Skoči na glavni sadržaj

Izvorni znanstveni članak

Measures taken to restrain the epidemics on the Apennine peninsula before the Second Morean War (1713 – 1714) according to English sources

Marija Kocić ; Univerzitet u Beogradu, Beograd,Srbija
Haris Dajč ; Univerzitet u Beogradu, Beograd, Srbija

Puni tekst: hrvatski pdf 713 Kb

str. 145-155

preuzimanja: 543



The war over Spanish heritage that ended in 1713 left certain parts of the Apennine peninsula in ruins. The peace agreement that founded relations between the opposed sides changed radically both the overall picture and the balance of powers on the peninsula. Spain was forced to retreat and concede its dominions to Austria; this event marked the beginning of Austrian political presence in certain parts of Italy. When Charles VI decided to send soldiers to the conceded regions, Venetian public was agitated, as it feared that German soldiers might easily bring the plague, which ravaged Vienna at the time. This fact was decisive for citizens’ opinion in some Italian states, indicating that the plague still had the prerogatives of a weapon that may easily alarm the public. On the other hand, the cattleplague, which encompassed the whole Apennine peninsula during 1713, presented a real epidemic with substantially grave consequences. At the time, as well as in the subsequent veterinary and medical studies, Dalmatia – where the disease had been registered several years earlier – was proclaimed the guilty party. Christian Cole, an English resident in Venice, wrote reports that form the basis for the major part of this research, followed – through his official and unofficial contacts – the happenings in the Papal State, showed special interest in the cattle-plague, and informed London regularly about it. His reports reveal to what extent panic took over both the Catholic clergy and the common people.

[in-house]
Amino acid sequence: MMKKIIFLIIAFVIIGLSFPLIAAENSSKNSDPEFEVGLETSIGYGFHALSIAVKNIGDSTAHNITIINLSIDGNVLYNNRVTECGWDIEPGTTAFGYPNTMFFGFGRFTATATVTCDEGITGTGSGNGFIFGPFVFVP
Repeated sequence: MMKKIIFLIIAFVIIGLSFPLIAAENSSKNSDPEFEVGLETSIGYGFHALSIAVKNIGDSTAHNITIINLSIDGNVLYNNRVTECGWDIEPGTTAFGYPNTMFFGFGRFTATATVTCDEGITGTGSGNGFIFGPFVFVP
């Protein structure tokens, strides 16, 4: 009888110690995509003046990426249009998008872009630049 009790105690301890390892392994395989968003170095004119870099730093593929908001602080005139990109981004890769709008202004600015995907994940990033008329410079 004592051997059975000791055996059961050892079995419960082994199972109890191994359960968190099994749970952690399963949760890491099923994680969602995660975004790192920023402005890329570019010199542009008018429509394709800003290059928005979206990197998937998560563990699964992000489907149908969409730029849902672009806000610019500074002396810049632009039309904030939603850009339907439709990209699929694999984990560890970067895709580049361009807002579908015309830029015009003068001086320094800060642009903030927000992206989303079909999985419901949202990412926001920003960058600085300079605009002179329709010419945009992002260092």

Ključne riječi

Venice, Papal State, plague, War for the Spanish Succession

Hrčak ID:



Podaci na drugim jezicima: hrvatski

Posjeta: 1.038 *